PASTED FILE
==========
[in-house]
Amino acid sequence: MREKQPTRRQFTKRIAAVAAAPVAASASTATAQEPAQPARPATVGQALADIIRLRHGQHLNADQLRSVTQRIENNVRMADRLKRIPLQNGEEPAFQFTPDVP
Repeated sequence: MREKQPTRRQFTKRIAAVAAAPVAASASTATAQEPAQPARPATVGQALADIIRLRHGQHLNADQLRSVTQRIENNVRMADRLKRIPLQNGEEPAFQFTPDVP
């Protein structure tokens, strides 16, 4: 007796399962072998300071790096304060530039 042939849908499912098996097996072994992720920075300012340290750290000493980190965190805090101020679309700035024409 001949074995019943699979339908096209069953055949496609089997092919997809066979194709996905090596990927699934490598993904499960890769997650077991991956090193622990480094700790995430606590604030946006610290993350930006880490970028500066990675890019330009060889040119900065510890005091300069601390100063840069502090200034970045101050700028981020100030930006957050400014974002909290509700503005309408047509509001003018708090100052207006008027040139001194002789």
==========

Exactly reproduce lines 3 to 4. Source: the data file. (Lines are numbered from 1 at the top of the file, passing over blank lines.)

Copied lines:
Repeated sequence: MREKQPTRRQFTKRIAAVAAAPVAASASTATAQEPAQPARPATVGQALADIIRLRHGQHLNADQLRSVTQRIENNVRMADRLKRIPLQNGEEPAFQFTPDVP
């Protein structure tokens, strides 16, 4: 007796399962072998300071790096304060530039 042939849908499912098996097996072994992720920075300012340290750290000493980190965190805090101020679309700035024409 001949074995019943699979339908096209069953055949496609089997092919997809066979194709996905090596990927699934490598993904499960890769997650077991991956090193622990480094700790995430606590604030946006610290993350930006880490970028500066990675890019330009060889040119900065510890005091300069601390100063840069502090200034970045101050700028981020100030930006957050400014974002909290509700503005309408047509509001003018708090100052207006008027040139001194002789």